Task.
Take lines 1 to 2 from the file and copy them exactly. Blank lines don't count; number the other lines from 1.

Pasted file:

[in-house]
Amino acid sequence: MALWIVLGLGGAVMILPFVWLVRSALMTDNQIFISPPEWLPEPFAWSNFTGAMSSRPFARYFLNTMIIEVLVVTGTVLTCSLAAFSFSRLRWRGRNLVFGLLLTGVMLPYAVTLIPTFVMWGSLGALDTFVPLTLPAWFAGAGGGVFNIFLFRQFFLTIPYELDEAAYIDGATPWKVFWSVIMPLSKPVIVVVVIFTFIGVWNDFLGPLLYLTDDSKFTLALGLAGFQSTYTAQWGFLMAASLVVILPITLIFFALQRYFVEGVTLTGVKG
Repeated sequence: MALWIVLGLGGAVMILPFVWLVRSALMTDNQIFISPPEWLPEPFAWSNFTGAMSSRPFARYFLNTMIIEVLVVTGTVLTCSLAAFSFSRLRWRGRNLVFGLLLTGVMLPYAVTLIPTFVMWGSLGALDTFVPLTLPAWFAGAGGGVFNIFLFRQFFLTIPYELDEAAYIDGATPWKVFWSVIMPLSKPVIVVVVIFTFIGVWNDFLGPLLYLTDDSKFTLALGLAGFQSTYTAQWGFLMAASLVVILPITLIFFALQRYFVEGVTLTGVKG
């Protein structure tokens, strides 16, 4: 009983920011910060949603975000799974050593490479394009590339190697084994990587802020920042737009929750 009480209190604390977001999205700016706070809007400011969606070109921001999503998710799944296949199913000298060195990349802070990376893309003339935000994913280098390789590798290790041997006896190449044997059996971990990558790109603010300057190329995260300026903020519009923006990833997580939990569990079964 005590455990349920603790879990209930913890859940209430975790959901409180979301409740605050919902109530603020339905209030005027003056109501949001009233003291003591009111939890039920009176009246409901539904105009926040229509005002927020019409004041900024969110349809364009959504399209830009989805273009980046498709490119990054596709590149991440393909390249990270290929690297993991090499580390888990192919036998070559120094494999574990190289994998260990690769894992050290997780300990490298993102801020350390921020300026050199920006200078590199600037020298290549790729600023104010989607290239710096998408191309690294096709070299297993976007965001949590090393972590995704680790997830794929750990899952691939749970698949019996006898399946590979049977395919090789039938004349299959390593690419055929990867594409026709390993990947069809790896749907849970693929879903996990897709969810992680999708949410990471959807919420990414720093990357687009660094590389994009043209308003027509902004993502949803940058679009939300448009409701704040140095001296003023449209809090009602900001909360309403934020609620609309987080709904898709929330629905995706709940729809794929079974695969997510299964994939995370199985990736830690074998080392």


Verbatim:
[in-house]
Amino acid sequence: MALWIVLGLGGAVMILPFVWLVRSALMTDNQIFISPPEWLPEPFAWSNFTGAMSSRPFARYFLNTMIIEVLVVTGTVLTCSLAAFSFSRLRWRGRNLVFGLLLTGVMLPYAVTLIPTFVMWGSLGALDTFVPLTLPAWFAGAGGGVFNIFLFRQFFLTIPYELDEAAYIDGATPWKVFWSVIMPLSKPVIVVVVIFTFIGVWNDFLGPLLYLTDDSKFTLALGLAGFQSTYTAQWGFLMAASLVVILPITLIFFALQRYFVEGVTLTGVKG